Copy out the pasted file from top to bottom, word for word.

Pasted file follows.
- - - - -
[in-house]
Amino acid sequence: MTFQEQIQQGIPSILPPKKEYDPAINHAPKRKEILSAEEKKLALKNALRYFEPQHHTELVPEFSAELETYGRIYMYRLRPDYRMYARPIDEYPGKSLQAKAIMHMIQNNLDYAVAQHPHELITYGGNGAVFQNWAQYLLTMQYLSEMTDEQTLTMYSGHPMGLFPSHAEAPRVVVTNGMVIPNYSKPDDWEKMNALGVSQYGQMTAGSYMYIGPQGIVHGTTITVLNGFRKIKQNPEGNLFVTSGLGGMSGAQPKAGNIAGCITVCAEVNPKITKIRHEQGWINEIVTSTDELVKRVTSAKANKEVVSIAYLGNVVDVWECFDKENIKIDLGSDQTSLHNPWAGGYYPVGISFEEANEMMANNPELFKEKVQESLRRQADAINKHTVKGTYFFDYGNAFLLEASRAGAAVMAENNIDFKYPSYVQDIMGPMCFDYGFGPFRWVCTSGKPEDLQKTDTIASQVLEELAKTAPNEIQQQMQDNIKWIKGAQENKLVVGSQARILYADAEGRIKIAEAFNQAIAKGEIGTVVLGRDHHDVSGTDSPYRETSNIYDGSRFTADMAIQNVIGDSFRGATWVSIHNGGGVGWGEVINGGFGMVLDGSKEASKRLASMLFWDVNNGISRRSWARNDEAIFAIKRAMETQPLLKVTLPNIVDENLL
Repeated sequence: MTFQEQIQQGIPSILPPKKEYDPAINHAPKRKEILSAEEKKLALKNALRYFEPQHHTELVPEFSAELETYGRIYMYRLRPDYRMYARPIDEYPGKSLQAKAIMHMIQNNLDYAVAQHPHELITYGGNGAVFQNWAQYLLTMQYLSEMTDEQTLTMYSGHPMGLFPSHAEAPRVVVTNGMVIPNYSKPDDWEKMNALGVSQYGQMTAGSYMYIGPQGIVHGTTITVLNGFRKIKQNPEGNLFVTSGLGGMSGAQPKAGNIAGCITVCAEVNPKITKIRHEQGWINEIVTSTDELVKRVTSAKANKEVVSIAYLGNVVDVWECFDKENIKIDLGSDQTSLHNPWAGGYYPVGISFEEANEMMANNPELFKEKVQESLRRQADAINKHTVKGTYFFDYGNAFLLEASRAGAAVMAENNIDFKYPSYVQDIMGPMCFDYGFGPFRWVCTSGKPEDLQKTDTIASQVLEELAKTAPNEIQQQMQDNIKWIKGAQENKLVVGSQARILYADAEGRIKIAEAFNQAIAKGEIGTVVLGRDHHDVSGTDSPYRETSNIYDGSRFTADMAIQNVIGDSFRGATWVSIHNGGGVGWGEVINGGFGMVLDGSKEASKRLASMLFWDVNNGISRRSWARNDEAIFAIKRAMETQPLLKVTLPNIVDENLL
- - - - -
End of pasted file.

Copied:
[in-house]
Amino acid sequence: MTFQEQIQQGIPSILPPKKEYDPAINHAPKRKEILSAEEKKLALKNALRYFEPQHHTELVPEFSAELETYGRIYMYRLRPDYRMYARPIDEYPGKSLQAKAIMHMIQNNLDYAVAQHPHELITYGGNGAVFQNWAQYLLTMQYLSEMTDEQTLTMYSGHPMGLFPSHAEAPRVVVTNGMVIPNYSKPDDWEKMNALGVSQYGQMTAGSYMYIGPQGIVHGTTITVLNGFRKIKQNPEGNLFVTSGLGGMSGAQPKAGNIAGCITVCAEVNPKITKIRHEQGWINEIVTSTDELVKRVTSAKANKEVVSIAYLGNVVDVWECFDKENIKIDLGSDQTSLHNPWAGGYYPVGISFEEANEMMANNPELFKEKVQESLRRQADAINKHTVKGTYFFDYGNAFLLEASRAGAAVMAENNIDFKYPSYVQDIMGPMCFDYGFGPFRWVCTSGKPEDLQKTDTIASQVLEELAKTAPNEIQQQMQDNIKWIKGAQENKLVVGSQARILYADAEGRIKIAEAFNQAIAKGEIGTVVLGRDHHDVSGTDSPYRETSNIYDGSRFTADMAIQNVIGDSFRGATWVSIHNGGGVGWGEVINGGFGMVLDGSKEASKRLASMLFWDVNNGISRRSWARNDEAIFAIKRAMETQPLLKVTLPNIVDENLL
Repeated sequence: MTFQEQIQQGIPSILPPKKEYDPAINHAPKRKEILSAEEKKLALKNALRYFEPQHHTELVPEFSAELETYGRIYMYRLRPDYRMYARPIDEYPGKSLQAKAIMHMIQNNLDYAVAQHPHELITYGGNGAVFQNWAQYLLTMQYLSEMTDEQTLTMYSGHPMGLFPSHAEAPRVVVTNGMVIPNYSKPDDWEKMNALGVSQYGQMTAGSYMYIGPQGIVHGTTITVLNGFRKIKQNPEGNLFVTSGLGGMSGAQPKAGNIAGCITVCAEVNPKITKIRHEQGWINEIVTSTDELVKRVTSAKANKEVVSIAYLGNVVDVWECFDKENIKIDLGSDQTSLHNPWAGGYYPVGISFEEANEMMANNPELFKEKVQESLRRQADAINKHTVKGTYFFDYGNAFLLEASRAGAAVMAENNIDFKYPSYVQDIMGPMCFDYGFGPFRWVCTSGKPEDLQKTDTIASQVLEELAKTAPNEIQQQMQDNIKWIKGAQENKLVVGSQARILYADAEGRIKIAEAFNQAIAKGEIGTVVLGRDHHDVSGTDSPYRETSNIYDGSRFTADMAIQNVIGDSFRGATWVSIHNGGGVGWGEVINGGFGMVLDGSKEASKRLASMLFWDVNNGISRRSWARNDEAIFAIKRAMETQPLLKVTLPNIVDENLL